The main powers conferred upon the Board of Trade by the Profiteering Act, 1919, may be summarized as follows:—(a) to investigate prices, costs and profits at all stages; (b) to receive and investigate complaints regarding the making of excessive profits on the sale of any article to which the Act was applied by the Board of Trade, and after giving the parties an opportunity of being heard either to dismiss the complaint or to declare the reasonable price for such articles, and to order the seller to refund to the buyer any amount paid in excess of such reasonable price. The Board also had power, where it appeared to them that the circumstances so required, to take proceedings against the seller in a Court of Summary Jurisdiction; (c) to obtain from all sources information as to the nature, extent and development of trusts, and similar combinations.[2]

The Act was applied by the Board of Trade by a series of orders to practically every article of ordinary everyday use, including all articles of wearing apparel, household utensils and requisites, articles for mending and knitting, furniture, building materials, drugs and medicinal preparations, medical and surgical appliances and dressings, mineral waters, all articles used for fuel and lighting, tools, weights, measures, weighing and measuring instruments, motor spirit, stationery, and, in agreement with the Ministry of Food, to practically all articles of food the price of which was not otherwise controlled, including milk, bread, fish, tea, coffee, cacao, margarine and meat. Further, in accordance with extended powers given by Section 2 (2) of the Profiteering (Amendment) Act, 1920, the following processes were by order brought within the operation of the Acts: the repairing, altering or washing of articles of wearing apparel and household linen, etc., the repairing, altering or cleaning of clocks and watches, and the repairing or altering of boots, shoes and umbrellas.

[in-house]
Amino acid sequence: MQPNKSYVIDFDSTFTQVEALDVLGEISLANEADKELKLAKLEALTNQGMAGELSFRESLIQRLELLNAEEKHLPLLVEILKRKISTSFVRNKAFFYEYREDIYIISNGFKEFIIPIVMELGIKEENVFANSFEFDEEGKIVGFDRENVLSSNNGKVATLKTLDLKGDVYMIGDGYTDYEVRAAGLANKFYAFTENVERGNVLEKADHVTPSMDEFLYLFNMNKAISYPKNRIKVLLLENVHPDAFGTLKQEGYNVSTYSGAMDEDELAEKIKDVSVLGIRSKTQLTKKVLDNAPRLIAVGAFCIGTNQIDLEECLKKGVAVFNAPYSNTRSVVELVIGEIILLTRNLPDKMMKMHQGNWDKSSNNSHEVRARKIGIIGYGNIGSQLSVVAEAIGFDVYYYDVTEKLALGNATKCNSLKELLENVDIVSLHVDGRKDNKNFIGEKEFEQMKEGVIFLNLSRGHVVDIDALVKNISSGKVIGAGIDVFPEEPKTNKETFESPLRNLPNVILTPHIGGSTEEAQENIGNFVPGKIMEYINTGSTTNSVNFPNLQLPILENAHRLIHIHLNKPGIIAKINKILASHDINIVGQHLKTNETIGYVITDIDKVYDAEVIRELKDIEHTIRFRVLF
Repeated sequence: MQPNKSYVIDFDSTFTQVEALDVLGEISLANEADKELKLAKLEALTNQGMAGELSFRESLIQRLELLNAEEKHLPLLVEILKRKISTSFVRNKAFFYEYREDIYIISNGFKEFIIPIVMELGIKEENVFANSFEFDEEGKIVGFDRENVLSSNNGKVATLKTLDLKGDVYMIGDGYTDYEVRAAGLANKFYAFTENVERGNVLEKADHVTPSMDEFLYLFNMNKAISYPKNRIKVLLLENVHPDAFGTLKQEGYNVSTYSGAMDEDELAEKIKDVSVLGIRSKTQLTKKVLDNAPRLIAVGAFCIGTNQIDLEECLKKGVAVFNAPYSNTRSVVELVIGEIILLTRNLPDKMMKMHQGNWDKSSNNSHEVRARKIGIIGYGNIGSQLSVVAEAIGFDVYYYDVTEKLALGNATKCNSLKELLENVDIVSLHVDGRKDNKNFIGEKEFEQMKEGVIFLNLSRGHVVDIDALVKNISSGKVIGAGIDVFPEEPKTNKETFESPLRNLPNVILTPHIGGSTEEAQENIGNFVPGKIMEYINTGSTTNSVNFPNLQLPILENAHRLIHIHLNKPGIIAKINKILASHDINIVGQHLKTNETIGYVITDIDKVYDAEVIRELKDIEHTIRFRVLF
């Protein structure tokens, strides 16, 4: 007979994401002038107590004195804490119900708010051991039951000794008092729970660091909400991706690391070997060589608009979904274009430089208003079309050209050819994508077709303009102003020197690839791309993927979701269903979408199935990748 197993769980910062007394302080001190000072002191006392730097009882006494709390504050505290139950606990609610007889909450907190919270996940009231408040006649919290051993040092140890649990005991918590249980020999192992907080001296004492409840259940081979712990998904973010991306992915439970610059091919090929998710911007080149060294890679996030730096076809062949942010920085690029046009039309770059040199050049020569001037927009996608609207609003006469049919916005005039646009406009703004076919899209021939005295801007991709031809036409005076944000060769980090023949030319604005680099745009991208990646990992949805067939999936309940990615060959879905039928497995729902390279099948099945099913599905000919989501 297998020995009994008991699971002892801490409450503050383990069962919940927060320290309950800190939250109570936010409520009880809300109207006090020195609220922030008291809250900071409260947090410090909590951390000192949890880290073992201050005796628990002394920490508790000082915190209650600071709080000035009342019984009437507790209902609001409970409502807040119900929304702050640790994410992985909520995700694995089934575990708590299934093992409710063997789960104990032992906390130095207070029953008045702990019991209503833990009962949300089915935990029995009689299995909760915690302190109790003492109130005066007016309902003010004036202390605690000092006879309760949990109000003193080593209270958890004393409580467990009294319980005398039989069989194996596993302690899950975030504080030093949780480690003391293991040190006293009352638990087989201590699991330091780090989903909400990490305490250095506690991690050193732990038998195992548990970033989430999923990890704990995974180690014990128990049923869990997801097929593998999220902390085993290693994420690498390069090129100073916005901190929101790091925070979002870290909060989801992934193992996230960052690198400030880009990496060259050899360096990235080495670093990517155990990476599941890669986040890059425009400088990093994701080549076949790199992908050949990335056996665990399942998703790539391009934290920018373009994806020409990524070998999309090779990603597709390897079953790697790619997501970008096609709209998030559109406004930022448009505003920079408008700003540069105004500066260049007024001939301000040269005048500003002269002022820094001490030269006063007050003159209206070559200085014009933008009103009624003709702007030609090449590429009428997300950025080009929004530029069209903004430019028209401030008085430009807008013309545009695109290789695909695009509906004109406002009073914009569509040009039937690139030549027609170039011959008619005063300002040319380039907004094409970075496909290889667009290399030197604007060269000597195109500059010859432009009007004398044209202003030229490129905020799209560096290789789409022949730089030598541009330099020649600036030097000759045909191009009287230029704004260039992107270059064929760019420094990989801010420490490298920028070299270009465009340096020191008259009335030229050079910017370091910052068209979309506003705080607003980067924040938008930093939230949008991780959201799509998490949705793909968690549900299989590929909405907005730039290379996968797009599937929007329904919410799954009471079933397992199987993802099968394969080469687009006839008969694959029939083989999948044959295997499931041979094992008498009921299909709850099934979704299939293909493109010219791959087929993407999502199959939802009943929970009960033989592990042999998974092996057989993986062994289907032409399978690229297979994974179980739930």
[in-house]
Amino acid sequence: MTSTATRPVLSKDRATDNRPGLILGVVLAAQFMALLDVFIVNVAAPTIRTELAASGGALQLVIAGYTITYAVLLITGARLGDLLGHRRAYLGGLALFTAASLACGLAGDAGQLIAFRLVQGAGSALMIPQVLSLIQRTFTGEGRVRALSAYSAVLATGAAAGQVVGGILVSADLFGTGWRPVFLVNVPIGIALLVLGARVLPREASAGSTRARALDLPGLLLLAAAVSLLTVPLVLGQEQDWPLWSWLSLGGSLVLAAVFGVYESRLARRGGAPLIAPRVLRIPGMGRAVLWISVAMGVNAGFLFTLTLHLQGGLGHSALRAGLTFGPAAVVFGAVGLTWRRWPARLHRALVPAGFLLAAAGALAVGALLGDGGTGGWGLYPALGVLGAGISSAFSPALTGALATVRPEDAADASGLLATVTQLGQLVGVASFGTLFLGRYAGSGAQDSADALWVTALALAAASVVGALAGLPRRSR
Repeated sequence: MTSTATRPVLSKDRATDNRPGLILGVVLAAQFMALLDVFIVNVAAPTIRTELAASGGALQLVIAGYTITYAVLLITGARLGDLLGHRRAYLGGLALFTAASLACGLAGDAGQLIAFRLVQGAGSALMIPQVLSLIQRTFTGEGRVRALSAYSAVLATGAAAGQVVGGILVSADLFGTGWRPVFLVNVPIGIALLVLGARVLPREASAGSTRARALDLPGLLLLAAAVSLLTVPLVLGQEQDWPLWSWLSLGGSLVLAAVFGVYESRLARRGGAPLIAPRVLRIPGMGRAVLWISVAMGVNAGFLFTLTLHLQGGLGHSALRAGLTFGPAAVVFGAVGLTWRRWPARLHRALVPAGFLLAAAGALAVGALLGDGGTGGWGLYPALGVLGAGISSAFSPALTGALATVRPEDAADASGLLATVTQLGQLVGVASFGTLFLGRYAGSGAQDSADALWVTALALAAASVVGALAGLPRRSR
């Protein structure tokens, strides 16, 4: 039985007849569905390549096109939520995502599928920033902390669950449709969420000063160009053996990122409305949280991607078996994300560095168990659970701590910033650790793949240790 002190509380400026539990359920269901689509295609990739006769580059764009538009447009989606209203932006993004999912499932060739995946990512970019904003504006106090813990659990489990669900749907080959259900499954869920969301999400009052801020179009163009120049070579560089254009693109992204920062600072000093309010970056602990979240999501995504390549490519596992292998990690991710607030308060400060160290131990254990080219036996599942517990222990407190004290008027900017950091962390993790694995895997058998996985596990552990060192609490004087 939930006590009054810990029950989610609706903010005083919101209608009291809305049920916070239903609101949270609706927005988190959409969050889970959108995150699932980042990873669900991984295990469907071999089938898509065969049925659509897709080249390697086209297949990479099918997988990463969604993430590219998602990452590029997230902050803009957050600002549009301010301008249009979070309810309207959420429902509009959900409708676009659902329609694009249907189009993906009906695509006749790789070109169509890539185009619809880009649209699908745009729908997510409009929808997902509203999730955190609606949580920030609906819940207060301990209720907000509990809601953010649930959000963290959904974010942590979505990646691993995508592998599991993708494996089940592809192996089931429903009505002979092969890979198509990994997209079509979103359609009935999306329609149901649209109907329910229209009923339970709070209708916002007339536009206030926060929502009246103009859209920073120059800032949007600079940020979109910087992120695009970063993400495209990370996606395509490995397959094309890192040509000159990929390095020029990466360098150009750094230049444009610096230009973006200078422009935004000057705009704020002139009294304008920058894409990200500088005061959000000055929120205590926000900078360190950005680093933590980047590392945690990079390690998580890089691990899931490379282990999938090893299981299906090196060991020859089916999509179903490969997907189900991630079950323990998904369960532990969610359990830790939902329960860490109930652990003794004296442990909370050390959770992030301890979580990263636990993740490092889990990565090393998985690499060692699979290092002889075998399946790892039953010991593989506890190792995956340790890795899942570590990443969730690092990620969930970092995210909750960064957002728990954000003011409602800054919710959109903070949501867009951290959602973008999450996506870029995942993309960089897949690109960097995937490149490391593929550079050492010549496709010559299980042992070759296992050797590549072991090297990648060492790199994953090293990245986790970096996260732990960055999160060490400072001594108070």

For administrative purposes the Act empowered the Board of Trade to establish or authorize local authorities to establish local or other committees to which the Board might delegate any or all of their powers under the Act (except the power to fix maximum prices). The work fell naturally into two broad sections, viz.: (1) the larger transactions of wholesalers or manufacturers which raise wide questions affecting whole trades or industries, and (2) retail trade, which is much more affected by local conditions. To deal with (1) the Board of Trade set up a Central Committee, with its headquarters in London; to deal with (2) the Board invited local authorities throughout the country to appoint local profiteering committees.